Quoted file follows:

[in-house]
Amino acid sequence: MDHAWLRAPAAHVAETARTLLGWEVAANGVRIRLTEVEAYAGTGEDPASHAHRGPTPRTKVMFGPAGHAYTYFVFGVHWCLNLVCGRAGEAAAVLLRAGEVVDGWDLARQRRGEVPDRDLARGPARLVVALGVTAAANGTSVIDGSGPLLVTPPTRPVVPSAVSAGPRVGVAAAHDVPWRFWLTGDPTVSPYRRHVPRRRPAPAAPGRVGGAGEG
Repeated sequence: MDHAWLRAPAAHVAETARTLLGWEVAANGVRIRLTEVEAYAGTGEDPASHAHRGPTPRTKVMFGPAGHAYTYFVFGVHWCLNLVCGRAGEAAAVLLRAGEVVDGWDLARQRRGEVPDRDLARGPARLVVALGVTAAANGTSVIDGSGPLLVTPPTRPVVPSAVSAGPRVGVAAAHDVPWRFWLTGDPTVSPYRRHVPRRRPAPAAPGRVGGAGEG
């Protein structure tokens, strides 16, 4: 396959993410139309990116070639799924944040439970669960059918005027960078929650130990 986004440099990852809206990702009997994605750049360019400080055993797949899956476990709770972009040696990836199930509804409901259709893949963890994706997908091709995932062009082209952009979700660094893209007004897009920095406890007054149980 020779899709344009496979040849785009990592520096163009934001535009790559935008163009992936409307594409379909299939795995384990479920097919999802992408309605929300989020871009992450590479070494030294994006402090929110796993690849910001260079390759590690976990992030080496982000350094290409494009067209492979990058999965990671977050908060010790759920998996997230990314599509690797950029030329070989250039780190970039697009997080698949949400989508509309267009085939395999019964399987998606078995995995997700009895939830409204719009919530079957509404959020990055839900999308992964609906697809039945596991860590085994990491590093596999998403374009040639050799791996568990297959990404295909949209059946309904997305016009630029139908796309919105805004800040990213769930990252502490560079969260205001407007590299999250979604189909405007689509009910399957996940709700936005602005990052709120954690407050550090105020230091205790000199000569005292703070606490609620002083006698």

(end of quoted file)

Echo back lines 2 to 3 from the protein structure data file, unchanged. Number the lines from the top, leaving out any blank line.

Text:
Amino acid sequence: MDHAWLRAPAAHVAETARTLLGWEVAANGVRIRLTEVEAYAGTGEDPASHAHRGPTPRTKVMFGPAGHAYTYFVFGVHWCLNLVCGRAGEAAAVLLRAGEVVDGWDLARQRRGEVPDRDLARGPARLVVALGVTAAANGTSVIDGSGPLLVTPPTRPVVPSAVSAGPRVGVAAAHDVPWRFWLTGDPTVSPYRRHVPRRRPAPAAPGRVGGAGEG
Repeated sequence: MDHAWLRAPAAHVAETARTLLGWEVAANGVRIRLTEVEAYAGTGEDPASHAHRGPTPRTKVMFGPAGHAYTYFVFGVHWCLNLVCGRAGEAAAVLLRAGEVVDGWDLARQRRGEVPDRDLARGPARLVVALGVTAAANGTSVIDGSGPLLVTPPTRPVVPSAVSAGPRVGVAAAHDVPWRFWLTGDPTVSPYRRHVPRRRPAPAAPGRVGGAGEG